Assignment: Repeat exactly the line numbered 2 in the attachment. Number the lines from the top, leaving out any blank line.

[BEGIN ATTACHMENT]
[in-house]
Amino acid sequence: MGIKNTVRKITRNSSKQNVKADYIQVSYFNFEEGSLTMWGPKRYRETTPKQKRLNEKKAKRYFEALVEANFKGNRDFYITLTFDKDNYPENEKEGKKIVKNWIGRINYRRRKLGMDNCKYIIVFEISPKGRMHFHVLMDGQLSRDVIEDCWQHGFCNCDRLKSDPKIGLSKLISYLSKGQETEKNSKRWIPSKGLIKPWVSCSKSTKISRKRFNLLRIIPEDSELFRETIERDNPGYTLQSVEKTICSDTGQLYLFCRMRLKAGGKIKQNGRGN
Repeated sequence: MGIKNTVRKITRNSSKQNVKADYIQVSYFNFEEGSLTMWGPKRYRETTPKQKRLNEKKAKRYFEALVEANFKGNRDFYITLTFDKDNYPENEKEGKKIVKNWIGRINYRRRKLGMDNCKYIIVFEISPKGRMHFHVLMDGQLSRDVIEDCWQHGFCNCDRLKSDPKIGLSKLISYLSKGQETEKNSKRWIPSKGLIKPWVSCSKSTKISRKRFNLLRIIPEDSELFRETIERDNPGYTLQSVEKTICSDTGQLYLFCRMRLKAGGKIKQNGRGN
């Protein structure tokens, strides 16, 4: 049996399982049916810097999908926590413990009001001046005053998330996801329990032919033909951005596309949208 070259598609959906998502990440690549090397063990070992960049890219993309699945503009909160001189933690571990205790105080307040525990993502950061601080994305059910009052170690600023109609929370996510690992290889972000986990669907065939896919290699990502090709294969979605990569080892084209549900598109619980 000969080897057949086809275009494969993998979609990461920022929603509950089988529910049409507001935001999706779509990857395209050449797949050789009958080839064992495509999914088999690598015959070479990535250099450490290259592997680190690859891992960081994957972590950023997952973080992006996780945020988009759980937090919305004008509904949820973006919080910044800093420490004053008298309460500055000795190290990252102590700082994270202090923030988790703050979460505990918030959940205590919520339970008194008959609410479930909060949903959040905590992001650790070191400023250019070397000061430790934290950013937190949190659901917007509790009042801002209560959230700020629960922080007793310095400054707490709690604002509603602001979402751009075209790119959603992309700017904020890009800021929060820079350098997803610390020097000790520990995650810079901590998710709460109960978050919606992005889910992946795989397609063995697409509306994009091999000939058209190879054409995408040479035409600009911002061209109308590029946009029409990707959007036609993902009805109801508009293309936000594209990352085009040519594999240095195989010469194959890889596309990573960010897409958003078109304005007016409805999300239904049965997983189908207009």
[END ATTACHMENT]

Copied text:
Amino acid sequence: MGIKNTVRKITRNSSKQNVKADYIQVSYFNFEEGSLTMWGPKRYRETTPKQKRLNEKKAKRYFEALVEANFKGNRDFYITLTFDKDNYPENEKEGKKIVKNWIGRINYRRRKLGMDNCKYIIVFEISPKGRMHFHVLMDGQLSRDVIEDCWQHGFCNCDRLKSDPKIGLSKLISYLSKGQETEKNSKRWIPSKGLIKPWVSCSKSTKISRKRFNLLRIIPEDSELFRETIERDNPGYTLQSVEKTICSDTGQLYLFCRMRLKAGGKIKQNGRGN